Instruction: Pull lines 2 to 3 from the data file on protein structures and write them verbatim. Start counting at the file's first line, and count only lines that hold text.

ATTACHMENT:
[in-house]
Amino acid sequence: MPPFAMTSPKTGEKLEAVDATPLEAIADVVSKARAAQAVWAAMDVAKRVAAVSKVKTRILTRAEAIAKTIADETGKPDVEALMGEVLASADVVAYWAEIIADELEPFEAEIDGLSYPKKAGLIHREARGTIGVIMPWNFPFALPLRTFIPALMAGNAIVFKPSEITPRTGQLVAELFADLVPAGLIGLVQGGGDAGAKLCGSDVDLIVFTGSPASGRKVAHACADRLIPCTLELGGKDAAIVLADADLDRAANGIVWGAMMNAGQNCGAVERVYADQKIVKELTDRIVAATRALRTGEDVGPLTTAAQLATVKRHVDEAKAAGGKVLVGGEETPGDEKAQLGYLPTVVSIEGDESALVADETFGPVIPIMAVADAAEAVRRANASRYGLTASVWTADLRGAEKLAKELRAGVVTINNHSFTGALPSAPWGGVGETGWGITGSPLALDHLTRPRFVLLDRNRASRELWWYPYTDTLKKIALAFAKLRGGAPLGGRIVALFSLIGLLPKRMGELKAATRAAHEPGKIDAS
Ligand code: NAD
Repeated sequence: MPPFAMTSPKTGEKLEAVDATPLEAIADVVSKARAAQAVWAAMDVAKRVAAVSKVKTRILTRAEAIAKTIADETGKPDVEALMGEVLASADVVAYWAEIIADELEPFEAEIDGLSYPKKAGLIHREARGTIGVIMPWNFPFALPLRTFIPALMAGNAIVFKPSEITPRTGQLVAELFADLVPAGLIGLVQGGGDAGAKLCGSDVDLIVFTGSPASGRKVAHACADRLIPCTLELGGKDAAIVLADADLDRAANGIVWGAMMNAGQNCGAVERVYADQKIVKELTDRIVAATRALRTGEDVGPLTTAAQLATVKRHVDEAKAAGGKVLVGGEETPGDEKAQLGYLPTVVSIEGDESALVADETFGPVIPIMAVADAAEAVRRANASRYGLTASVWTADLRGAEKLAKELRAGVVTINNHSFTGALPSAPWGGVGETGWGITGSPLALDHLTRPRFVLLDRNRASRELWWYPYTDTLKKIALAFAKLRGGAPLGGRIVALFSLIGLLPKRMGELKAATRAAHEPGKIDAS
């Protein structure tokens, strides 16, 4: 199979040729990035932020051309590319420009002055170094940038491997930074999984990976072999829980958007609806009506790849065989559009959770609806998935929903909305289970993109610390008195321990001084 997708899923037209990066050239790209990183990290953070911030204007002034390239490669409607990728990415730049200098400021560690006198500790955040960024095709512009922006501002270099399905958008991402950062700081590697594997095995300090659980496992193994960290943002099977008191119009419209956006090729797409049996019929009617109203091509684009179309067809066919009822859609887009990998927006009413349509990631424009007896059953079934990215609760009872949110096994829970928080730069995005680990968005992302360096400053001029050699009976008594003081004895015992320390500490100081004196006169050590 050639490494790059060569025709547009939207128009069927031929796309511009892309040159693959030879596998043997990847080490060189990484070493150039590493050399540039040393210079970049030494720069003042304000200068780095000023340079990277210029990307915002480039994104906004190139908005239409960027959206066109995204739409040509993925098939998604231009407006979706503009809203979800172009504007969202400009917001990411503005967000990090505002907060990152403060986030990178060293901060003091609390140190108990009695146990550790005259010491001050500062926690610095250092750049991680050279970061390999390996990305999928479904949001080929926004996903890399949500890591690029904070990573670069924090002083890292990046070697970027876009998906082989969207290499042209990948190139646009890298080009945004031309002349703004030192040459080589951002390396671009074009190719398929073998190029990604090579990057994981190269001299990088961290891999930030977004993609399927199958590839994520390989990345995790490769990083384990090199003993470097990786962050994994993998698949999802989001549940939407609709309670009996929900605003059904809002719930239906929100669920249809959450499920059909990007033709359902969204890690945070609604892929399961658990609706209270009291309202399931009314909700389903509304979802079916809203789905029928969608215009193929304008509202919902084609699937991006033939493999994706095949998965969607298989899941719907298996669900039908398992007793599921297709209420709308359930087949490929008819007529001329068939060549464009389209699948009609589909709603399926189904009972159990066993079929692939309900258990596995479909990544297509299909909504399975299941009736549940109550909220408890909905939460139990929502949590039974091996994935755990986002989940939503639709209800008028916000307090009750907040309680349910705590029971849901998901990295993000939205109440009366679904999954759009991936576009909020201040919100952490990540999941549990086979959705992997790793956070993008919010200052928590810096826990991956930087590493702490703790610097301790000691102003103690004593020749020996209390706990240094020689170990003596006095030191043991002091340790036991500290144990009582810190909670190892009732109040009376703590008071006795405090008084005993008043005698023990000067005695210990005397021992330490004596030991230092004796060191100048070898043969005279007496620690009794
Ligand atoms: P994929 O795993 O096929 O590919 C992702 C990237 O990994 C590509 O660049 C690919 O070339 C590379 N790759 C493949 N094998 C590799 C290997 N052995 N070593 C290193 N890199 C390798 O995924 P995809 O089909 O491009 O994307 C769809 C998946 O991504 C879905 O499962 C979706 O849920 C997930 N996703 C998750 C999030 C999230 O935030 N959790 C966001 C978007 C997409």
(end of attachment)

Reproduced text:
Amino acid sequence: MPPFAMTSPKTGEKLEAVDATPLEAIADVVSKARAAQAVWAAMDVAKRVAAVSKVKTRILTRAEAIAKTIADETGKPDVEALMGEVLASADVVAYWAEIIADELEPFEAEIDGLSYPKKAGLIHREARGTIGVIMPWNFPFALPLRTFIPALMAGNAIVFKPSEITPRTGQLVAELFADLVPAGLIGLVQGGGDAGAKLCGSDVDLIVFTGSPASGRKVAHACADRLIPCTLELGGKDAAIVLADADLDRAANGIVWGAMMNAGQNCGAVERVYADQKIVKELTDRIVAATRALRTGEDVGPLTTAAQLATVKRHVDEAKAAGGKVLVGGEETPGDEKAQLGYLPTVVSIEGDESALVADETFGPVIPIMAVADAAEAVRRANASRYGLTASVWTADLRGAEKLAKELRAGVVTINNHSFTGALPSAPWGGVGETGWGITGSPLALDHLTRPRFVLLDRNRASRELWWYPYTDTLKKIALAFAKLRGGAPLGGRIVALFSLIGLLPKRMGELKAATRAAHEPGKIDAS
Ligand code: NAD